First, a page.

Triamcinolone acetonide was teratogenic in rats, rabbits, and monkeys. In rats, triamcinolone acetonide was teratogenic at inhalation doses of 20 mcg/kg and above (approximately 7/10 of the maximum recommended daily intranasal dose in adults on a mcg/m² basis). In rabbits, triamcinolone acetonide was teratogenic at inhalation doses 20 mcg/kg and above (approximately 2 times the maximum recommended daily intranasal dose in adults on a mcg/m² basis). In monkeys, triamcinolone acetonide was teratogenic at an inhalation dose of 500 mcg/kg and above (approximately 37 times the maximum recommended daily intranasal dose in adults on a mcg/m² basis). Dose-related teratogenic effects in rats and rabbits included cleft palate, or internal hydrocephaly, or both and axial skeletal defects, whereas the effects observed in the monkey were cranial malformations.
There are no adequate and well-controlled studies in pregnant women. Triamcinolone acetonide, like other corticosteroids, should be used during pregnancy only if the potential benefits justify the potential risk to the fetus. Since their introduction, experience with oral corticosteroids in pharmacologic as opposed to physiologic doses suggests that rodents are more prone to teratogenic effects from corticosteroids than humans. In addition, because there is a natural increase in corticosteroid production during pregnancy, most women will require a lower exogenous corticosteroid dose and many will not need corticosteroid treatment during pregnancy.
Hypoadrenalism may occur in infants born of mothers receiving corticosteroids during pregnancy. Such infants should be carefully observed.
It is not known whether triamcinolone acetonide is excreted in human breast milk. Because other corticosteroids are excreted in human milk, caution should be exercised when AllerNaze (triamcinolone acetonide nasal spray) is administered to nursing women.
Safety and effectiveness in pediatric patients below the age of 12 years have not been established. Controlled has been observed in the absence of laboratory evidence of hypothalamic-pituitary-adrenal (HPA) axis suppression, suggesting that growth velocity is a more sensitive indicator of systemic corticosteroid exposure in pediatric patients than some commonly used tests of HPA axis function. The long-term effects of this reduction in growth velocity associated with intranasal corticosteroids, including the impact on final adult height, are unknown. The potential for “catch up” growth following discontinuation of treatment with intranasal corticosteroids has not been adequately studied. The growth of pediatric patients receiving intranasal corticosteroids, including AllerNaze (triamcinolone acetonide nasal spray) should be monitored routinely (e.g. via stadiometry). The potential growth effects of prolonged treatment should be weighed against clinical benefits obtained and the availability of safe and effective noncorticosteroid treatment alternatives. To minimize the systemic effects of intranasal corticosteroids, including AllerNaze (triamcinolone acetonide nasal spray) , each patient should be titrated to the lowest dose that effectively controls his/her symptoms.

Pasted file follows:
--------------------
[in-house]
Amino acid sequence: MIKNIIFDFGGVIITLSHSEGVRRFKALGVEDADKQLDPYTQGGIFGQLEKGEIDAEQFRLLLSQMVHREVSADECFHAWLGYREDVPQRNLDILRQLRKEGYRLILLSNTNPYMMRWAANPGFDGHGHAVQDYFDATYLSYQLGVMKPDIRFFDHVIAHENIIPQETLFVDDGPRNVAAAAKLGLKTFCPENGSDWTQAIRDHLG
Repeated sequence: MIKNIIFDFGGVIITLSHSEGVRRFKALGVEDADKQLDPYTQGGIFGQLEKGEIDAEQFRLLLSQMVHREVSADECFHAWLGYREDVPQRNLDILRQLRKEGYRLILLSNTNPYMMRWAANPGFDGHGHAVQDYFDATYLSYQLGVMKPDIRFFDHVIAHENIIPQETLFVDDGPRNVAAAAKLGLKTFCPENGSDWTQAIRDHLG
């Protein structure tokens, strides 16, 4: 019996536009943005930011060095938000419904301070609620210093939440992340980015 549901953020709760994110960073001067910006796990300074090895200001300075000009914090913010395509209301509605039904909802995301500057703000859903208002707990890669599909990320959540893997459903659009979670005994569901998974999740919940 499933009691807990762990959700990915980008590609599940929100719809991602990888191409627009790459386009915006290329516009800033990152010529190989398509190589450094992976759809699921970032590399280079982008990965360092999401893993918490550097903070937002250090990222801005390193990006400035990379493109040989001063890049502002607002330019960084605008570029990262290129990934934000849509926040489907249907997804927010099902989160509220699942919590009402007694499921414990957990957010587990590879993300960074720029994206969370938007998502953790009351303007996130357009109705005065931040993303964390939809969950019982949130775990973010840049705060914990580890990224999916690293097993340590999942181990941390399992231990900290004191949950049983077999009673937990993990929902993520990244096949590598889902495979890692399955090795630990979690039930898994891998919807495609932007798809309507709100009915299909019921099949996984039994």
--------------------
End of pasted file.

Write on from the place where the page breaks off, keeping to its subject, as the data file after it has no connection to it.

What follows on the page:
Clinical studies of AllerNaze (triamcinolone acetonide nasal spray) did not include sufficient numbers of subjects aged 65 and over to determine whether they respond differently from younger subjects. Other reported clinical experience has not identified differences in responses between the elderly and younger patients. In general, dose selection for an elderly patient should be cautious, usually starting at the low end of the dosing range, reflecting the greater frequency of decreased hepatic, renal, or cardiac function, and of concomitant disease or other drug therapy.
Like any other nasally administered corticosteroid, acute overdosing is unlikely in view of the total amount of active ingredient present. In the event that the entire contents of the bottle were administered all at once, via oral or nasal application, clinically significant adverse events would likely not result. The patient may experience some gastrointestinal upset. Chronic overdosage with any corticosteroid may result in signs or symptoms of hypercorticism.
AllerNaze (triamcinolone acetonide nasal spray) is contraindicated in patients with a hypersensitivity to any of its ingredients.